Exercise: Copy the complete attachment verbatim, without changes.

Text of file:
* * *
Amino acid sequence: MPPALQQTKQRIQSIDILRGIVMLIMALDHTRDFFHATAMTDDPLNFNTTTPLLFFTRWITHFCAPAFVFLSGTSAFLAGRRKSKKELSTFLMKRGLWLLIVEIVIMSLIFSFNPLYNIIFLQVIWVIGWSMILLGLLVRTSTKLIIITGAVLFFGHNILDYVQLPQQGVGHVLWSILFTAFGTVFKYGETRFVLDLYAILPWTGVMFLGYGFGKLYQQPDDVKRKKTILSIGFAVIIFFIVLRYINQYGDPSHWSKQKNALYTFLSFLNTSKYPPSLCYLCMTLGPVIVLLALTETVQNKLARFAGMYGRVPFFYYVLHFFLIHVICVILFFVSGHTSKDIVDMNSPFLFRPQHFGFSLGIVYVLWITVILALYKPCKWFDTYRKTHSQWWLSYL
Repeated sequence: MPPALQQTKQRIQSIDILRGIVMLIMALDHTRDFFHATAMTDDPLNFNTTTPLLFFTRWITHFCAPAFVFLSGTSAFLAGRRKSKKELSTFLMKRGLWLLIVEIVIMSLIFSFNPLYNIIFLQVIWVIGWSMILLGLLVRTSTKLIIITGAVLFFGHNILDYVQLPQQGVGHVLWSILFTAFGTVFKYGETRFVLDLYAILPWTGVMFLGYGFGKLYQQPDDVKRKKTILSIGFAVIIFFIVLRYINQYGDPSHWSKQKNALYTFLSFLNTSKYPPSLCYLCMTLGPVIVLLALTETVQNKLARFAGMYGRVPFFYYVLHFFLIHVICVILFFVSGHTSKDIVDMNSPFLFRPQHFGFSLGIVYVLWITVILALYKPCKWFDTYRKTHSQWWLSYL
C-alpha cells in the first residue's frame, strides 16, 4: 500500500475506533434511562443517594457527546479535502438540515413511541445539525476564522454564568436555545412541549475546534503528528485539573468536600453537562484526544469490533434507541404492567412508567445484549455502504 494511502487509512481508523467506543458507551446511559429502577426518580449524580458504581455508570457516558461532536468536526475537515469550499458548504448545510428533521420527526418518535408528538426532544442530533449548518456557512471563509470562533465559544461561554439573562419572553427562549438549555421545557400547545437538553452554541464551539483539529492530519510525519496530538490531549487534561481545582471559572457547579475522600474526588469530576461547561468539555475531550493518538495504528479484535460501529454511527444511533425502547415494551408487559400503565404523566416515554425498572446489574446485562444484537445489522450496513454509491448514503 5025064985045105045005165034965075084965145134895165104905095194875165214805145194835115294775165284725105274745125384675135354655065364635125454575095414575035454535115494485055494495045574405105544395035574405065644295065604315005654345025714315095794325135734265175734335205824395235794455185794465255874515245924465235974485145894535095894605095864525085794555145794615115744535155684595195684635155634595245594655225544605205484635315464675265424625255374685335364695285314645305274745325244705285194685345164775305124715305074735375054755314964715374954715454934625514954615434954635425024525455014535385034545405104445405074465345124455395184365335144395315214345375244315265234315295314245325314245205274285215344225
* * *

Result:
Amino acid sequence: MPPALQQTKQRIQSIDILRGIVMLIMALDHTRDFFHATAMTDDPLNFNTTTPLLFFTRWITHFCAPAFVFLSGTSAFLAGRRKSKKELSTFLMKRGLWLLIVEIVIMSLIFSFNPLYNIIFLQVIWVIGWSMILLGLLVRTSTKLIIITGAVLFFGHNILDYVQLPQQGVGHVLWSILFTAFGTVFKYGETRFVLDLYAILPWTGVMFLGYGFGKLYQQPDDVKRKKTILSIGFAVIIFFIVLRYINQYGDPSHWSKQKNALYTFLSFLNTSKYPPSLCYLCMTLGPVIVLLALTETVQNKLARFAGMYGRVPFFYYVLHFFLIHVICVILFFVSGHTSKDIVDMNSPFLFRPQHFGFSLGIVYVLWITVILALYKPCKWFDTYRKTHSQWWLSYL
Repeated sequence: MPPALQQTKQRIQSIDILRGIVMLIMALDHTRDFFHATAMTDDPLNFNTTTPLLFFTRWITHFCAPAFVFLSGTSAFLAGRRKSKKELSTFLMKRGLWLLIVEIVIMSLIFSFNPLYNIIFLQVIWVIGWSMILLGLLVRTSTKLIIITGAVLFFGHNILDYVQLPQQGVGHVLWSILFTAFGTVFKYGETRFVLDLYAILPWTGVMFLGYGFGKLYQQPDDVKRKKTILSIGFAVIIFFIVLRYINQYGDPSHWSKQKNALYTFLSFLNTSKYPPSLCYLCMTLGPVIVLLALTETVQNKLARFAGMYGRVPFFYYVLHFFLIHVICVILFFVSGHTSKDIVDMNSPFLFRPQHFGFSLGIVYVLWITVILALYKPCKWFDTYRKTHSQWWLSYL
C-alpha cells in the first residue's frame, strides 16, 4: 500500500475506533434511562443517594457527546479535502438540515413511541445539525476564522454564568436555545412541549475546534503528528485539573468536600453537562484526544469490533434507541404492567412508567445484549455502504 494511502487509512481508523467506543458507551446511559429502577426518580449524580458504581455508570457516558461532536468536526475537515469550499458548504448545510428533521420527526418518535408528538426532544442530533449548518456557512471563509470562533465559544461561554439573562419572553427562549438549555421545557400547545437538553452554541464551539483539529492530519510525519496530538490531549487534561481545582471559572457547579475522600474526588469530576461547561468539555475531550493518538495504528479484535460501529454511527444511533425502547415494551408487559400503565404523566416515554425498572446489574446485562444484537445489522450496513454509491448514503 5025064985045105045005165034965075084965145134895165104905095194875165214805145194835115294775165284725105274745125384675135354655065364635125454575095414575035454535115494485055494495045574405105544395035574405065644295065604315005654345025714315095794325135734265175734335205824395235794455185794465255874515245924465235974485145894535095894605095864525085794555145794615115744535155684595195684635155634595245594655225544605205484635315464675265424625255374685335364695285314645305274745325244705285194685345164775305124715305074735375054755314964715374954715454934625514954615434954635425024525455014535385034545405104445405074465345124455395184365335144395315214345375244315265234315295314245325314245205274285215344225